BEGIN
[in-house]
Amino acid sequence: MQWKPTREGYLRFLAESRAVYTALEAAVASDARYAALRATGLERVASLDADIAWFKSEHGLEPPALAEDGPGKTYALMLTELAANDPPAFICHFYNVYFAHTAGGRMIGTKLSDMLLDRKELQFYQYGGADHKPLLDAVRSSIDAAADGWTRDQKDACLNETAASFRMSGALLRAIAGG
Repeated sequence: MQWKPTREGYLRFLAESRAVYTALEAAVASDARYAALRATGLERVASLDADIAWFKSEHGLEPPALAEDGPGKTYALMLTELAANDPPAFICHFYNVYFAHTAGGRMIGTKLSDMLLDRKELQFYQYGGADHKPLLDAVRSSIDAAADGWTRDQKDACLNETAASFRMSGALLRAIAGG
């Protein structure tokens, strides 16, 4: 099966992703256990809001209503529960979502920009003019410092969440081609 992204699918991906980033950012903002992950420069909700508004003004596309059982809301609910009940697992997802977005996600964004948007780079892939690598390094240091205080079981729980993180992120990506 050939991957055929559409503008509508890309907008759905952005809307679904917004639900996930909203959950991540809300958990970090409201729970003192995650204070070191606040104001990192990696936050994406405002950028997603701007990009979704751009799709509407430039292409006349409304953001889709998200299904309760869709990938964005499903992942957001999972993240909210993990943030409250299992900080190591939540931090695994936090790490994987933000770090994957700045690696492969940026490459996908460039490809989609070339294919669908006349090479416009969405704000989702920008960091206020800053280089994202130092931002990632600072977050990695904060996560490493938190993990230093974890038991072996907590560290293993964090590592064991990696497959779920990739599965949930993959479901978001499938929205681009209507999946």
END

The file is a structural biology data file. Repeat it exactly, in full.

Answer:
[in-house]
Amino acid sequence: MQWKPTREGYLRFLAESRAVYTALEAAVASDARYAALRATGLERVASLDADIAWFKSEHGLEPPALAEDGPGKTYALMLTELAANDPPAFICHFYNVYFAHTAGGRMIGTKLSDMLLDRKELQFYQYGGADHKPLLDAVRSSIDAAADGWTRDQKDACLNETAASFRMSGALLRAIAGG
Repeated sequence: MQWKPTREGYLRFLAESRAVYTALEAAVASDARYAALRATGLERVASLDADIAWFKSEHGLEPPALAEDGPGKTYALMLTELAANDPPAFICHFYNVYFAHTAGGRMIGTKLSDMLLDRKELQFYQYGGADHKPLLDAVRSSIDAAADGWTRDQKDACLNETAASFRMSGALLRAIAGG
């Protein structure tokens, strides 16, 4: 099966992703256990809001209503529960979502920009003019410092969440081609 992204699918991906980033950012903002992950420069909700508004003004596309059982809301609910009940697992997802977005996600964004948007780079892939690598390094240091205080079981729980993180992120990506 050939991957055929559409503008509508890309907008759905952005809307679904917004639900996930909203959950991540809300958990970090409201729970003192995650204070070191606040104001990192990696936050994406405002950028997603701007990009979704751009799709509407430039292409006349409304953001889709998200299904309760869709990938964005499903992942957001999972993240909210993990943030409250299992900080190591939540931090695994936090790490994987933000770090994957700045690696492969940026490459996908460039490809989609070339294919669908006349090479416009969405704000989702920008960091206020800053280089994202130092931002990632600072977050990695904060996560490493938190993990230093974890038991072996907590560290293993964090590592064991990696497959779920990739599965949930993959479901978001499938929205681009209507999946």